All this time Psycho has used his ectoplasmic tech to endow the Swan not only with Diana's looks but her powers too—with the addition of flight. (Which Diana did not possess pre-Crisis.) All the Swan has to do is not foul things up for a period of time and the change will be permanent.

Of course Swan can't keep her big mouth shut and in revenge Psycho triggers the self-destruct button on his tech, which kills him. High in the air, Swan reverts to her human self and falls to her death. Steve and Diana never notice either. Quite an un-Nineties ending! Back in those days, heroes were heroes and ALWAYS came through, no matter what.

The 90s book is another entity entirely! Not only has DC secured a staff who can stick it out for the entire book, but they chose WML to do the writing, and he delivers one of the best WW stories ever printed! It's a story that recalls the very heart of Wonder Woman and her mythos: that of positivity. Joy. Empowerment.

The plot is that Etta(she has red hair again!)'s sister(sister?)'s daughters (daughters?) [fyi: Jazz, who looks Indian and has long, straight hair in addition to being long and straight herself; and Lisa, a chubby redhead who wears glasses] belong to an informal girls' club. The ethnically-diverse girls, who look to be in their early teens or pre-teens, like to sit around reading glamor magazines, having tea parties, and playing with Barbies.

Diana is left to care for the girls by herself. At first stymied by the job, she decides that what the girls are doing is boring, and for the next three weeks treats them a lot like she herself was treated as a child on Paradise Island. There are exhausting runs and hikes, diving and javelin-throwing.

At first unenthusiastic (an understatement!), the girls get into the swing of things. Then Etta confronts Diana:

Etta asks Diana if she might be, well, bullying the girls. Diana is shocked.

So Diana tries to ease off a bit. How hilarious is this?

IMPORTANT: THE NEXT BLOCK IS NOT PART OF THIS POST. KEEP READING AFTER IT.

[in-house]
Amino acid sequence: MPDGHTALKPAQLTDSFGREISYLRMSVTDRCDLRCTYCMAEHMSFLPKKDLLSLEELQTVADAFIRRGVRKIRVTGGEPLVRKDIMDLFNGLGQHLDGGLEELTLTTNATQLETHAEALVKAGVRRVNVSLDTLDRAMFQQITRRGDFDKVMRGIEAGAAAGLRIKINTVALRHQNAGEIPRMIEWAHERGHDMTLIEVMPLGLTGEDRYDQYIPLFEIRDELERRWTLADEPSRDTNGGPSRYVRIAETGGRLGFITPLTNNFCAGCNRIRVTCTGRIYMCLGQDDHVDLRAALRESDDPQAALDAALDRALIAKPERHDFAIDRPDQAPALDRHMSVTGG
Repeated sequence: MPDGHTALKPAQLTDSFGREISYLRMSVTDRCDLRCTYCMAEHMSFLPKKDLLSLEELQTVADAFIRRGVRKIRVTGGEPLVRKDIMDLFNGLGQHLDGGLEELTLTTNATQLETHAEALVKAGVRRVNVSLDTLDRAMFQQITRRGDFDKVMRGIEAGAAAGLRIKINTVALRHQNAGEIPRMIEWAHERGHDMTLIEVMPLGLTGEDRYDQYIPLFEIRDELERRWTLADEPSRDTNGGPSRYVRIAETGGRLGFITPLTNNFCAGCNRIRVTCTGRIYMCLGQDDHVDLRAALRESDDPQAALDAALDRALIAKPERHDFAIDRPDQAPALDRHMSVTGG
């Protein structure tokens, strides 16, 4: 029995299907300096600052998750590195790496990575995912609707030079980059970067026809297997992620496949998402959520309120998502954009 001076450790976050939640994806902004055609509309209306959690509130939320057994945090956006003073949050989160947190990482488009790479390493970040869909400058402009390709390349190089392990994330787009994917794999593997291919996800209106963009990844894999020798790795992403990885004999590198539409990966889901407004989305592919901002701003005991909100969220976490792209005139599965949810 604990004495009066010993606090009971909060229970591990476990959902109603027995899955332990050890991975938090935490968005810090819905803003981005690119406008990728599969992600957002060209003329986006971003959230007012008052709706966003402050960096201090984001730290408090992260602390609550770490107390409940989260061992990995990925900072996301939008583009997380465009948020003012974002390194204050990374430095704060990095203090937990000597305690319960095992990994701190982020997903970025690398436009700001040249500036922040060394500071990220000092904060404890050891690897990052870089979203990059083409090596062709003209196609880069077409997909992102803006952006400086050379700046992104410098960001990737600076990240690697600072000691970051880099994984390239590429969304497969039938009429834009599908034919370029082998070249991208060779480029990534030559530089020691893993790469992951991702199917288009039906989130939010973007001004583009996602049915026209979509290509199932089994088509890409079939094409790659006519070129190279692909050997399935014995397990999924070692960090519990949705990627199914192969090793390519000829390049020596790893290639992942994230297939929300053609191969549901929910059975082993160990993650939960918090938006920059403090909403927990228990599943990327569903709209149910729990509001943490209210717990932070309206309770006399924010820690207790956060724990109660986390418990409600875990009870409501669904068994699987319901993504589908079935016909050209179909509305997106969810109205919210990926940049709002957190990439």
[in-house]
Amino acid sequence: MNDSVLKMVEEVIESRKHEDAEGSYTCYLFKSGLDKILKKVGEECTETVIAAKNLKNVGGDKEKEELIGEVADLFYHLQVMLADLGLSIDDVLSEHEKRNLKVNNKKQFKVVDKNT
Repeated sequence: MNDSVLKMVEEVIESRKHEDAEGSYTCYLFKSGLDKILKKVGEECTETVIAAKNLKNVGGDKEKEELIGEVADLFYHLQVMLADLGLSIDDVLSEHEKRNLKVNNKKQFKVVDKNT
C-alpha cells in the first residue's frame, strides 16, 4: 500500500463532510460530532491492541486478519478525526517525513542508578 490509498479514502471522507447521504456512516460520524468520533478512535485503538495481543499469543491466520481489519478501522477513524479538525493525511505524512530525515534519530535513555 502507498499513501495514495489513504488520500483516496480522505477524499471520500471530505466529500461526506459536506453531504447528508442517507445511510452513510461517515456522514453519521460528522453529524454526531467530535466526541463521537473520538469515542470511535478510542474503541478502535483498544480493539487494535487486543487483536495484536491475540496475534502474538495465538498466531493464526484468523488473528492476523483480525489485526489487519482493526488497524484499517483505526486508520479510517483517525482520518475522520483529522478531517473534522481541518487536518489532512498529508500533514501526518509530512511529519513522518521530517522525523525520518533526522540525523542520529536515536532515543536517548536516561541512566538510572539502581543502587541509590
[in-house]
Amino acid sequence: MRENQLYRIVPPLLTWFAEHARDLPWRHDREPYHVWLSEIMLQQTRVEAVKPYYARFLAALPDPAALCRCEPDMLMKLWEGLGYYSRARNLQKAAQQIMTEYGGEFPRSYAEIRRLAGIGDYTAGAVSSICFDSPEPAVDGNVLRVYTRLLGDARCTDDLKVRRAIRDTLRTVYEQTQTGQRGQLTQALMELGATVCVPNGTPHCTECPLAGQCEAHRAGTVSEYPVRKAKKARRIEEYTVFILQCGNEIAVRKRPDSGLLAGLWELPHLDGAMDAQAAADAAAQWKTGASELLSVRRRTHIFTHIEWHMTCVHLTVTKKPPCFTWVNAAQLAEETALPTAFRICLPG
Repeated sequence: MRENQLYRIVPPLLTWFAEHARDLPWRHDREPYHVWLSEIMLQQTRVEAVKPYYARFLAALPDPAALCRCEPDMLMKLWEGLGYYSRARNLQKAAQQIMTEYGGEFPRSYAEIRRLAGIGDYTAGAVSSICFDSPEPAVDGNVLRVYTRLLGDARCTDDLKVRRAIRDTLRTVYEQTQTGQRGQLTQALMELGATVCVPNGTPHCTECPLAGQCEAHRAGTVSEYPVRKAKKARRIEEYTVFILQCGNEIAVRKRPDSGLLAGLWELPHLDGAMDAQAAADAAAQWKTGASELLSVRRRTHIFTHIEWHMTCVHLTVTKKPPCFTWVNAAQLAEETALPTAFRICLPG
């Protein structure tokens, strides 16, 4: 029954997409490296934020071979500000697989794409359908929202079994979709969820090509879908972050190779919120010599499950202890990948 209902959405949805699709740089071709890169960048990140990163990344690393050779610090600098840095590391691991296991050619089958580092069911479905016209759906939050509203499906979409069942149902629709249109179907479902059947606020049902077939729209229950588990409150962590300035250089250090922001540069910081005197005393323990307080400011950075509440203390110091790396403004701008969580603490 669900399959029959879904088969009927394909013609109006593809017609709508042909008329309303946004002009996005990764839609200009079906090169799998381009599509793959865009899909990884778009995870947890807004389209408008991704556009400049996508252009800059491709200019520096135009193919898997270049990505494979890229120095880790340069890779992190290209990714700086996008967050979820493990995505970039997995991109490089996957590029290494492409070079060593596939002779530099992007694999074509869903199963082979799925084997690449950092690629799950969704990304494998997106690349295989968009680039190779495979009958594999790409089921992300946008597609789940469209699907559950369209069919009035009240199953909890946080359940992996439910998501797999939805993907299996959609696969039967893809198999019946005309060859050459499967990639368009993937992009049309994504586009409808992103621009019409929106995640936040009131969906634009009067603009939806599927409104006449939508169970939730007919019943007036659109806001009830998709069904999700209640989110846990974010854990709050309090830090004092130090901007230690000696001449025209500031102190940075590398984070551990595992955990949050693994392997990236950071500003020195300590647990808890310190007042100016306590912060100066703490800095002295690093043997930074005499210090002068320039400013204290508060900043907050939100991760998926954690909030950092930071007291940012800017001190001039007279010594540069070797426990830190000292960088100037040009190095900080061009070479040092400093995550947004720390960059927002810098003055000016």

I've given the text below.

Can you read this? As Diana plays with the Ken & Barbie, she play-acts Ken: "I, Ken, am home from the masculine world of work. Wife, feed me while I ogle your bulbous femininity. Display for me your subservience, for I am the man!"

Okay, I have a bit of a problem with this in that Diana's plan for the girls ONLY involves male-approved activities: physical training with a mention of scientific work. She turns up her nose at the girls' socialization efforts as if those were a bad thing when they display perfectly legitimate if female-oriented mindsets.

There's everything right about playing house, about visualizing a future in which one has a mature relationship that establishes a family. But we're shown that's wrong. Why? Women don't have to be men to be successful at life.

Okay, put that aside and look at the story. It's funny. It's fun. Diana has a great sense of humor! She does funny things! She's put in her place and tries to correct herself. She's empowering these girls so they grow up to be more than they would have. And in the end she pulls off a fabulous rescue from the jaws of defeat. Not only do the girls find out on their own that they can best an arrogant neighborhood basketball team, but they and Diana rescue some boys trapped deep within a cave, boys who were part of a "no girls allowed" club.

If that ain't the very definition of Wondie, what is?

Trust me: you'll have a great time with this ish! It should be in every WW fan's collection!